nacle used in the wilderness is folded up. it that prevents the gentle flow of the Holy Spirit's
The way of salvation is a highway; and highways, unction? Is it neglect of special prayer ? levity of
we know, are always free. Whosoever will, let him
come. The peasant and the peer, the meanest begmind ? self-love unmortified ? love of dress ? undue
gar and the mightiest monarch, have one and the association with the world ? carelessness in my pre same warrant to travel on this road. But this, alas! parations of the lessons ? tartness of manner ? too proud human nature liketh not. It wants a path for much attention to the mere macbinery ? want of life
itself, all alone! and spirituality in teaching? what is it in me that
WHEN one sin is admitted into the heart, we shall grieves the Divine Spirit, and interrupts his gracious
always find that it hath a companion waiting at the influence ? Let me remember that my God is a
door, and for which it works bard to gain admission
also. And this effected, the devil and all his comjealous God, that the Lord Jesus claims (and deserves)
aims (and deserves) | pany quickly follow, all my affections; that he had a controversy with the THERE is an oil of gladness which all the floods of active and diligent Ephesians (Rev. ii. 4) on account this world's trouble can never drown. The hail from of declension, not entire absence of love; that though without may rattle on the tiles, but he who has peace we talk of little sins, there is in reality nothing little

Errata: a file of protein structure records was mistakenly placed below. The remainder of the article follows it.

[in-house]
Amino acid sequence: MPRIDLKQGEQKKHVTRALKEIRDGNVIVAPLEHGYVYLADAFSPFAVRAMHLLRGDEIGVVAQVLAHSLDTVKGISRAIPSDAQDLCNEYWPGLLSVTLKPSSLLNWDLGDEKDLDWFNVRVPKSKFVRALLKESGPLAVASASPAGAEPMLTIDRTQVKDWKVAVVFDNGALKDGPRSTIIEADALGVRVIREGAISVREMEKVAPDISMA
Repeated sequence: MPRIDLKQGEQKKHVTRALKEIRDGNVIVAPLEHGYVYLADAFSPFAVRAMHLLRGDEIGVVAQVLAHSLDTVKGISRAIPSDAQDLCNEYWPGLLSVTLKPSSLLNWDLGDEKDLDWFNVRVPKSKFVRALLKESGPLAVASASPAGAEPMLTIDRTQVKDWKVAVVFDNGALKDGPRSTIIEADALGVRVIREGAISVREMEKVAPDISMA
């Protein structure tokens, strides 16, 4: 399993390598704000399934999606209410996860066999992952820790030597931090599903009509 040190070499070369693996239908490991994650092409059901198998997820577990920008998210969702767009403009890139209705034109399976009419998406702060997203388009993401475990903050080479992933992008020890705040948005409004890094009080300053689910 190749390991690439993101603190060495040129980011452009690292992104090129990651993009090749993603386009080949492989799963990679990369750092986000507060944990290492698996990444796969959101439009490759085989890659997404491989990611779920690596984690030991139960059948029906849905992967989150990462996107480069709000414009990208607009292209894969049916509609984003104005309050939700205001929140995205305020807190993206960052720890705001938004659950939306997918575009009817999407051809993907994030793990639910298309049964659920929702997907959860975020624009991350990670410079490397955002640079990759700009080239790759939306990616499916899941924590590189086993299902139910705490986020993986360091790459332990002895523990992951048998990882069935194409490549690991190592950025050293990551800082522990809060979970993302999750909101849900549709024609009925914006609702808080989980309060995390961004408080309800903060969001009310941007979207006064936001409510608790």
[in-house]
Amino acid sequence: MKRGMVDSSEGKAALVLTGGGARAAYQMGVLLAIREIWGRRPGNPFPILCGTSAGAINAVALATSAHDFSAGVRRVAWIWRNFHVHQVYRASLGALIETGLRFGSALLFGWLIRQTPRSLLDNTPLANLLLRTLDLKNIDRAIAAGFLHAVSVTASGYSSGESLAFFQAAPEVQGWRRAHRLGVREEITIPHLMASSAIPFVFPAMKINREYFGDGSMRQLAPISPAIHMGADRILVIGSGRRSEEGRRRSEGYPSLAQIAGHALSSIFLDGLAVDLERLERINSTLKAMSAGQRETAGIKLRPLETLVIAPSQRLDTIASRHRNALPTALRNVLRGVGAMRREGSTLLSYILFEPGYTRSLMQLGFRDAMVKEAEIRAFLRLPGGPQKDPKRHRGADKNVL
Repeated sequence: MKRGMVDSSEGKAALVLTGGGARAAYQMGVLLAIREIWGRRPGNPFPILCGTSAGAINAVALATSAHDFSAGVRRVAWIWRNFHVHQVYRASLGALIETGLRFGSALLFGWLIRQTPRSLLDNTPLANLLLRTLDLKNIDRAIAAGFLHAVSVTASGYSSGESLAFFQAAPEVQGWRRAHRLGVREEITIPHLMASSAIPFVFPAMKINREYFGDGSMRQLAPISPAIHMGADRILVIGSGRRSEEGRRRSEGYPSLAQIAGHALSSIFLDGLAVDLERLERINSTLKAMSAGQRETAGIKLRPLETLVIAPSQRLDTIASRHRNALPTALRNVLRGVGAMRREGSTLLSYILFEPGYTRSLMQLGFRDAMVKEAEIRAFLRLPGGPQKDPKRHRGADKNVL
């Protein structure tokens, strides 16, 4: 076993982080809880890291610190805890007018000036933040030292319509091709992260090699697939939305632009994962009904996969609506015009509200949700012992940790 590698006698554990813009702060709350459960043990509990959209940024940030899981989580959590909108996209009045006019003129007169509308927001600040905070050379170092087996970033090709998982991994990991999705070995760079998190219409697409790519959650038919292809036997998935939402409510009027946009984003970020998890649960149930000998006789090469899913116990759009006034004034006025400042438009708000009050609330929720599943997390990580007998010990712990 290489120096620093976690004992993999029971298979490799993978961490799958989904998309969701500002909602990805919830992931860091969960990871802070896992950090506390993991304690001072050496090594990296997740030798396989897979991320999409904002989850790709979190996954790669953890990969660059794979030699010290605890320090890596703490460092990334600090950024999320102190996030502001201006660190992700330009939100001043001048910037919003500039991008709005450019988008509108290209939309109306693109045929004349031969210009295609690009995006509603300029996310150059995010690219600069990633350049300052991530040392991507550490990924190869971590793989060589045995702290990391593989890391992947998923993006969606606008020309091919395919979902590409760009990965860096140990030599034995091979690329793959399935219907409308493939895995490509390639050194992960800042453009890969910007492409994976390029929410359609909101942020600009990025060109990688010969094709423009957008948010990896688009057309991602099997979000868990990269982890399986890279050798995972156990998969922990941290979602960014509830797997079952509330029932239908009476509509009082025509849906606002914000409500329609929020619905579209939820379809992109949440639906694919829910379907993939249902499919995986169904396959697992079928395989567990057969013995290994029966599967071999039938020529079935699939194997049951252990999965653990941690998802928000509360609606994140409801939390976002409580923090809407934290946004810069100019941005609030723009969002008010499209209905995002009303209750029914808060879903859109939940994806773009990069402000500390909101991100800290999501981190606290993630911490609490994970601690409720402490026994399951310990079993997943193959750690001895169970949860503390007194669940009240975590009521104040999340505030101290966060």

within can sit undisturbed and smile. or unimportant between him and our souls. Let
Some sins inflict such deep wounds and gashes in
the believer's conscience, that they send the poor soul me seek to have all my ways brought into sweet
off bleeding to the good Physician, to get fresh healcaptivity to the obedience of Christ; to be sanctifi
to be sanctifi- ing from his precious blood; others, that seem but ed wholly; and to have all my body, soul, and spirit, small transgressions, he thinks conscience can swalpreserved blameless unto the hour of his coming.
low. But it is these, alas ! which do insensibly alienPresbyterian.
ate and estrange his heart from his forgiving and gracious Lord, and so interrupt his peace and com
munion with God. THE PREVALENT PESTILENCE,
IN pain, trouble, mortifications, and distress, meAn unseen power mysteriously calls it up, and directs
thinks I hear God say, " Take this medicine- it is its course. The same power alone can stay it. Citieg
exactly suited to thy case. It is prepared and weighed tremble at its approach, wither under its presence,
out by my own hand. It consists of the choicest and anxiously look for the signs of its disappearance.
herbs which heaven affords—and these things are But philosophy has not yet discovered the causes, no